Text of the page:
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Supreme Court riven by partisan politics

By Jeffrey Toobin, CNN Senior Legal Analyst
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STORY HIGHLIGHTS
  • Jeffrey Toobin says party politics are playing a bigger role than ever at the Supreme Court
  • In theory, justices above politics, but in reality, political views influence decisions, he says
  • Campaign finance case ruling touched off strong conflict with Obama White House, he says
  • Toobin: Stevens' likely retirement could set off confirmation battle over successor

Editor's note: Jeffrey Toobin is a CNN senior legal analyst and a staff writer at The New Yorker. A former assistant U.S. attorney, Toobin is the author of several critically acclaimed best-sellers, including "The Nine: Inside the Secret World of the Supreme Court" and "Too Close to Call: The Thirty-Six-Day Battle to Decide the 2000 Election."

(CNN) -- Chief Justice John G. Roberts Jr. is fond of pointing out the original reason that judges came to wear black robes. It's to make them look alike, to minimize the differences between the individuals who occupy the role and to suggest that the law will be applied even-handedly, no matter who happens to be dressed in black.

Well, that may be the theory, but the events of the last few weeks show that the Supreme Court is riven by the same partisan divisions as the rest of Washington -- and it's likely to get even more heated sooner rather than later.

The latest round started January 21, when a bitterly divided court issued its decision in the Citizens United case. The 5-4 ruling decreed that corporations enjoy the same rights as individuals to free speech under the First Amendment, and it gave corporations (and labor unions) the right to spend unlimited funds on political advertising right up until Election Day.

The political effect of, if not motivation for, the decision was clear: Citizens United looks to be a big win for Republicans, who are the likely beneficiaries of the newly lubricated corporate largesse.

Video: Justice's wife wants to lobby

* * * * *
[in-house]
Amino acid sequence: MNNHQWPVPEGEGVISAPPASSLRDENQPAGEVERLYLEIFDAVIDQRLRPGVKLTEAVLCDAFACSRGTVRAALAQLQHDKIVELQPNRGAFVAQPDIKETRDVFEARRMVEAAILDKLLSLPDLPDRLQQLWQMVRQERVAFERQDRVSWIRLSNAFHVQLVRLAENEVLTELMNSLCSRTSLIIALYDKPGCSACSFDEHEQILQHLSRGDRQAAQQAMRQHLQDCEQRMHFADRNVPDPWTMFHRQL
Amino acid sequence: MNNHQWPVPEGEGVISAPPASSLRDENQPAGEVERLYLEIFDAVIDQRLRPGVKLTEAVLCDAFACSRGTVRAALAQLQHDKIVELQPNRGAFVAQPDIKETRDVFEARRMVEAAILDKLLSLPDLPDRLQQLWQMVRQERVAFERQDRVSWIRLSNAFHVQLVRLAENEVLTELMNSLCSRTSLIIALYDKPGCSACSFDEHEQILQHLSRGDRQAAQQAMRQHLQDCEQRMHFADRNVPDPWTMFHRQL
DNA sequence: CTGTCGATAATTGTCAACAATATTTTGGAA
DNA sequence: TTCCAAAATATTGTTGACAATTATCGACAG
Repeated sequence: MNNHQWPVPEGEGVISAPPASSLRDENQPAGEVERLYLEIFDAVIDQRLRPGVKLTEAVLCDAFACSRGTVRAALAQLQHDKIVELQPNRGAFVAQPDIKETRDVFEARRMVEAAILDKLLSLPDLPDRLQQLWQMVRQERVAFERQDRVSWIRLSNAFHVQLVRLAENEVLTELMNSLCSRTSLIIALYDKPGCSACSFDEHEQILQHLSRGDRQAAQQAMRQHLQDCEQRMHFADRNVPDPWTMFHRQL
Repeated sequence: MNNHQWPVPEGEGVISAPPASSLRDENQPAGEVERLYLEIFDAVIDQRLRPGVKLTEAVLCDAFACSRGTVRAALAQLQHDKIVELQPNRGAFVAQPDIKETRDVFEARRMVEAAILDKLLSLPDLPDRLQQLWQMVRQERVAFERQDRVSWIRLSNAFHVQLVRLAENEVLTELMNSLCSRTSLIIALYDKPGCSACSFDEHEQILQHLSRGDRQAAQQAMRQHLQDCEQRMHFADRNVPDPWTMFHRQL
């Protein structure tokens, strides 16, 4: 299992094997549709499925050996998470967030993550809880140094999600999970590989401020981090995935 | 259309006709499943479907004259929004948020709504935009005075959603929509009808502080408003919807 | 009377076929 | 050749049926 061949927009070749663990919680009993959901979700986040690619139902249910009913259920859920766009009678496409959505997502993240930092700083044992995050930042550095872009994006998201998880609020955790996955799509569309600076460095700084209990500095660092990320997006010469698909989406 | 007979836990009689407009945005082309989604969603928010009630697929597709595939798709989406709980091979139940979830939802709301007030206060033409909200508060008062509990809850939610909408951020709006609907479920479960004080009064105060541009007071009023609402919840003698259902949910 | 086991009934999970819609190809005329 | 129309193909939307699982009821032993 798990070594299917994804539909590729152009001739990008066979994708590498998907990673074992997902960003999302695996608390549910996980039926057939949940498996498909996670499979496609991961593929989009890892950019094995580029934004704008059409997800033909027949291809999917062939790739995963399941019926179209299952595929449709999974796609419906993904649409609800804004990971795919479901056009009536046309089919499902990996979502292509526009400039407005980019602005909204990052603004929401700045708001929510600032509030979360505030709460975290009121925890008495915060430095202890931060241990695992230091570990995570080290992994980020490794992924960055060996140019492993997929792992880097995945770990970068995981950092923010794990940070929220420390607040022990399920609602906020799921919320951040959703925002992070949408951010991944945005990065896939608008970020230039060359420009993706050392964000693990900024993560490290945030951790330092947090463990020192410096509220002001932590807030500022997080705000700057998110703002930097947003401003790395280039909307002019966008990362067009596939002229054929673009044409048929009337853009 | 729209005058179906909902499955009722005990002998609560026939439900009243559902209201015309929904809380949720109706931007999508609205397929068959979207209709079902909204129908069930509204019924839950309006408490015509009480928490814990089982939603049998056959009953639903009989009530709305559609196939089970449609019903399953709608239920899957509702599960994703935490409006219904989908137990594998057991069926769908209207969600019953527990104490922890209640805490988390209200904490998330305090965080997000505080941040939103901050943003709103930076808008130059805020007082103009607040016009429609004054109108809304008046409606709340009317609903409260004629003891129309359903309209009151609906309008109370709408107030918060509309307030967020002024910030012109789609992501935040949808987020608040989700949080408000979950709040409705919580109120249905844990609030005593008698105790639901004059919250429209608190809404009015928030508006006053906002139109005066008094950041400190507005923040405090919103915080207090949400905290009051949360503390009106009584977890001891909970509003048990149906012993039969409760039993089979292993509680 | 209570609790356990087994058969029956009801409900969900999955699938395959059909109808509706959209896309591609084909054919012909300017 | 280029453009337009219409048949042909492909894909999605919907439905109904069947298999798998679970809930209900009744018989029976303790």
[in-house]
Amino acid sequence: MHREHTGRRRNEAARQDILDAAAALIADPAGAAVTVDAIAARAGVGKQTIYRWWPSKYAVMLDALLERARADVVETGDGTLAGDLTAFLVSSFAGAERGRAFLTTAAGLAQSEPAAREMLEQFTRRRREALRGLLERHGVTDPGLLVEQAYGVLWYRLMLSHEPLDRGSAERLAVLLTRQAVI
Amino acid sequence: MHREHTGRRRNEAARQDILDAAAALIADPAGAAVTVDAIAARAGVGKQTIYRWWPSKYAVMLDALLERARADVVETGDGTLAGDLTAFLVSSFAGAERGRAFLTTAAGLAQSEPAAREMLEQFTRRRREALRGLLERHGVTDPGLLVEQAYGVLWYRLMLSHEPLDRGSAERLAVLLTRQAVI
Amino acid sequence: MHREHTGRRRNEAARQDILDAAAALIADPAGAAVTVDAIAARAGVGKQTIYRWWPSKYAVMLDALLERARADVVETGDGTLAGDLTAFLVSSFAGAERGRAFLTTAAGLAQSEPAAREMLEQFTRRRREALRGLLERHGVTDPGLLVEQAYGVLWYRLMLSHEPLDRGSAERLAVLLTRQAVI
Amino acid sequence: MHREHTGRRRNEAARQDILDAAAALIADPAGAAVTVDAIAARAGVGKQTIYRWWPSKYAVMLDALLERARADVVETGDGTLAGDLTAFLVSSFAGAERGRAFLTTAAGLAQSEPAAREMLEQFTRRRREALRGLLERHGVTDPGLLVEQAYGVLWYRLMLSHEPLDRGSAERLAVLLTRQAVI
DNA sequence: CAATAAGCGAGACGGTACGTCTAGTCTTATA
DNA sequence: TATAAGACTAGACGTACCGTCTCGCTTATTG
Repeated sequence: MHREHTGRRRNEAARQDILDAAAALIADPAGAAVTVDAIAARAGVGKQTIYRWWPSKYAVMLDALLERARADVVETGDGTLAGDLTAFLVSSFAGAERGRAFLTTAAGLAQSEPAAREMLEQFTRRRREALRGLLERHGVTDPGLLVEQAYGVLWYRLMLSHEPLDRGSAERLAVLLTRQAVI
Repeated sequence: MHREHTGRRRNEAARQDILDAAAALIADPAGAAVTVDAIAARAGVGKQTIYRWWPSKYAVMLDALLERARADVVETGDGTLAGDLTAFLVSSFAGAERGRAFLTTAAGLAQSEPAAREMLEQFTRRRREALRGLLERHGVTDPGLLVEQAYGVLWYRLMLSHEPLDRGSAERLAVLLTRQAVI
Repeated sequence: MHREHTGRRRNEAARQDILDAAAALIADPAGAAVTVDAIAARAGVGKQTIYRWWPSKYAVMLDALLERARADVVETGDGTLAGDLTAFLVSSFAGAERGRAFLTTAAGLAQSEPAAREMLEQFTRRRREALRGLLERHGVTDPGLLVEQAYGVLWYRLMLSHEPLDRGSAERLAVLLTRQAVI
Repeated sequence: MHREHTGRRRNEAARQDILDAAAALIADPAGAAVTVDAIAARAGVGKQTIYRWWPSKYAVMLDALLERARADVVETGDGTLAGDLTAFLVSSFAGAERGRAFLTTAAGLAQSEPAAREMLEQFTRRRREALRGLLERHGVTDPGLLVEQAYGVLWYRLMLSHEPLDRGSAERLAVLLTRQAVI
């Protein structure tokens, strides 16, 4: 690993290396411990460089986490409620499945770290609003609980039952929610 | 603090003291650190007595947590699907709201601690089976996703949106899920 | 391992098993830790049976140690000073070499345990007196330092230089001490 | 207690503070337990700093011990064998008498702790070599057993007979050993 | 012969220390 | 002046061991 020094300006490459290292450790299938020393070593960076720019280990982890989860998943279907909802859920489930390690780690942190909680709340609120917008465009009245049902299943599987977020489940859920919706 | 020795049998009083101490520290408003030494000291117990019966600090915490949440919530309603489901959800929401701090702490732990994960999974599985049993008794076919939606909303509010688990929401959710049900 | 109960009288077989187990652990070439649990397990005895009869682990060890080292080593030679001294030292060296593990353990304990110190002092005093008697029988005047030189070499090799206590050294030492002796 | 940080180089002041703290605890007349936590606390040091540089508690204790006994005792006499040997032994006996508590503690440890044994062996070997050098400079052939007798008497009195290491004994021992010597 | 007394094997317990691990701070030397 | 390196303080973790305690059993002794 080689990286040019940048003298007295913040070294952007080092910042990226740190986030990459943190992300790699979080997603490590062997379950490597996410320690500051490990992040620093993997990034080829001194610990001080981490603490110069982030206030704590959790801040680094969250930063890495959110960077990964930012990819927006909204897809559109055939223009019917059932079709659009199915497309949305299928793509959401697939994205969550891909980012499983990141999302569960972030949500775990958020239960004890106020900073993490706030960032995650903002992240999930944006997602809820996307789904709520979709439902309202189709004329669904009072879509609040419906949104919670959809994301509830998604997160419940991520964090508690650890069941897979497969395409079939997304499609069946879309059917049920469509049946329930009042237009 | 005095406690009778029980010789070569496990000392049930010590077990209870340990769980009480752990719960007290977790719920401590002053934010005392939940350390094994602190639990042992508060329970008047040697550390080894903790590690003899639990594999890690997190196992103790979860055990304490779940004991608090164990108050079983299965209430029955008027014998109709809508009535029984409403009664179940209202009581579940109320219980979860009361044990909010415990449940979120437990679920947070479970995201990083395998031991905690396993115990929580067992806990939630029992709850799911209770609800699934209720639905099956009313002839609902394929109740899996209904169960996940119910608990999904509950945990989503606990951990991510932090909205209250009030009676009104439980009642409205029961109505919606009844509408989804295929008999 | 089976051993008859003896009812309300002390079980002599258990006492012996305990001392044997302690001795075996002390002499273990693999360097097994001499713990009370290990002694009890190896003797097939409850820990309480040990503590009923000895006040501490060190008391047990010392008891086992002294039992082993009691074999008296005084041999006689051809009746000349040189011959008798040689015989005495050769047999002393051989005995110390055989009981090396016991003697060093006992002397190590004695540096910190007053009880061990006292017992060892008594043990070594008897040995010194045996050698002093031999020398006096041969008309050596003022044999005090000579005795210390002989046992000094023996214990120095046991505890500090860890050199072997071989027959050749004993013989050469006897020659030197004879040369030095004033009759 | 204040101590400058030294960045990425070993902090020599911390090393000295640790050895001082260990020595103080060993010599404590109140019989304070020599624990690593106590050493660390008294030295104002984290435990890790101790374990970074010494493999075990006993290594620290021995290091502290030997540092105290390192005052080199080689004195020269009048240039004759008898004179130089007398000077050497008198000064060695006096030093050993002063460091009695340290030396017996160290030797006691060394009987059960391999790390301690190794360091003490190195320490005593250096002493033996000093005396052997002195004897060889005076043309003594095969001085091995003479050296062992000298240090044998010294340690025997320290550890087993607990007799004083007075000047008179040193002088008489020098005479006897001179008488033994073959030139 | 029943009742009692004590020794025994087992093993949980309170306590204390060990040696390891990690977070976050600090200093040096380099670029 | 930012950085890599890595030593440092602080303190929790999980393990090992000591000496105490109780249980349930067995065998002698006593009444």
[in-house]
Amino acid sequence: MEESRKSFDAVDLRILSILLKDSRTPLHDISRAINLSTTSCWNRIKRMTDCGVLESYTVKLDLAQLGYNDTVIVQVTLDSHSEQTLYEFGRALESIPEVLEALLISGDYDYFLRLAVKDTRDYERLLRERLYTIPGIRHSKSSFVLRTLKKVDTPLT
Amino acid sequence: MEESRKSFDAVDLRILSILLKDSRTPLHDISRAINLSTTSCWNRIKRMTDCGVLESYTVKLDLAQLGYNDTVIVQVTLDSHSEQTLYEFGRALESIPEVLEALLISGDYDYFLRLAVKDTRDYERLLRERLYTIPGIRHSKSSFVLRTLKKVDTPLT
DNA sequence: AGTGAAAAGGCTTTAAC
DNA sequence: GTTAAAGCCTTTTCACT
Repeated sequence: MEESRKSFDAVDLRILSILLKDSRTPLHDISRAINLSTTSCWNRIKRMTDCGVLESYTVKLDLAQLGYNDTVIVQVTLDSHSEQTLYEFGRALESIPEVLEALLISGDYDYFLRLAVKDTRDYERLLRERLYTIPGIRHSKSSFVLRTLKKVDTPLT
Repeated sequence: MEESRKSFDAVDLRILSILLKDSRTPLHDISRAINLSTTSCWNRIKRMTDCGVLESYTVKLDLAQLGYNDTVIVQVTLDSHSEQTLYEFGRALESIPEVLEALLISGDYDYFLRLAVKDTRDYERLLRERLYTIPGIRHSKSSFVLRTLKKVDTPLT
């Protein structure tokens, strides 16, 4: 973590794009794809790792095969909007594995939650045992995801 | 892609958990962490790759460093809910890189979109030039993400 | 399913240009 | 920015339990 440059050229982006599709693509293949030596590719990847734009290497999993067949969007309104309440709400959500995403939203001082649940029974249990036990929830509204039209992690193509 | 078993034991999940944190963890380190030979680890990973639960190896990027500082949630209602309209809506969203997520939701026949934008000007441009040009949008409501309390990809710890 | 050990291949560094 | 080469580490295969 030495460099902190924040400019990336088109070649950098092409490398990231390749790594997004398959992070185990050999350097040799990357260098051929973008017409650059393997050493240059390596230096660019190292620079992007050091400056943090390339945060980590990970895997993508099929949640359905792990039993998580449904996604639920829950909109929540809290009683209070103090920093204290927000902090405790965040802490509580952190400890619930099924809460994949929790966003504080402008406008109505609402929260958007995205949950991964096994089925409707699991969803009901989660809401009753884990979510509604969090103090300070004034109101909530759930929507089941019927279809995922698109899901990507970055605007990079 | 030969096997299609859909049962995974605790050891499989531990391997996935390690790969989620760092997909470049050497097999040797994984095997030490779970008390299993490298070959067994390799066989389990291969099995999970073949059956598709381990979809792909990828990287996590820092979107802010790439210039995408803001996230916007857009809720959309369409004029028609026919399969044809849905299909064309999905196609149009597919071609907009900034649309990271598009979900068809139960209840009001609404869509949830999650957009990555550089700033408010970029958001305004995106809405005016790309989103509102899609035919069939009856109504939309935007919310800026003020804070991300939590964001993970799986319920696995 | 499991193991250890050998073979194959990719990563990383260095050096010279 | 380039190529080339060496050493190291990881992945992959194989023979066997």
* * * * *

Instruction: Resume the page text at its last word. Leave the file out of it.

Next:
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President Obama struck back just six days later, during his State of the Union address, which he used to make an unusually pointed attack on the court's decision. With a majority of the court seated right in front of him, Obama said the ruling opened the door even to foreign companies meddling in the American political system.

With the cameras rolling, Justice Samuel A. Alito Jr. grimaced and muttered "not true" in response to the president. (Check out the video Video.) In fact, Citizens United is intentionally ambiguous on its effect on foreign corporations -- so it's not clear whether Obama or Alito is right -- but the open confrontation between the two men suggests the intensity of their split. (That then-Sen. Obama voted against Alito's confirmation suggests the origin of the animosity.)

Last week, Roberts himself weighed in, denouncing the State of the Union as a "political pep rally" and weighing a future boycott of the proceedings by the justices.

In fact, several justices (including Roberts' predecessor, William H. Rehnquist) have avoided the State of the Union for years, for just the reason Roberts suggested: that it's too bound up in contemporary politics. But the fact that Roberts only came to object now -- and not during the presidency of George W. Bush, who appointed him -- suggests that it's Democrats, not noisy democracy, that's really bothering the chief justice.

There's no doubt what's bothering Ginni Thomas, the wife of Justice Clarence Thomas. A veteran Republican activist, she just announced plans to start an online Tea Party advocacy group, which may be funded, in part, by the corporate donations newly freed up by the Citizens United decision.

All of this controversy may come to a head soon, because Justice John Paul Stevens, the court's senior associate justice and the leader of its liberal wing, is likely to resign this spring. In an interview for The New Yorker, Stevens told me that he will probably decide in less than a month whether he will retire. With his 90th birthday looming in April, Stevens gave me every indication that he will leave the court , which will set up a confirmation battle over Obama's appointment of his successor.

Appointed by President Gerald R. Ford in 1975, Stevens represented a moderate Republican tradition that has had deep roots on the court and in broader American life. But just as Stevens represents the last of his political breed on the court, so, too, have moderates largely disappeared from the contemporary GOP as a whole.

In all likelihood, Obama will name a Democrat to replace him. (Solicitor General Elena Kagan appears to be the leading candidate.) So without Stevens, the court will look like the Capitol, across First Street, from its own marble palace; both will be places where Democrats and Republicans fight.

In a way, all of this controversy at the court provides a bracing civics lesson. The justices deal with the most volatile issues in American life, from abortion to the war on terror. It is folly to pretend that the court could figure out a way to deal with these issues in an objective or nonpolitical way. The justices reach answers to the questions before them based on their judicial philosophies, which are nearly indistinguishable from their political views. This is not new. The divisions in the court have always reflected the political divisions in the country, but never more so than today.

The opinions expressed in this commentary are solely those of Jeffrey Toobin.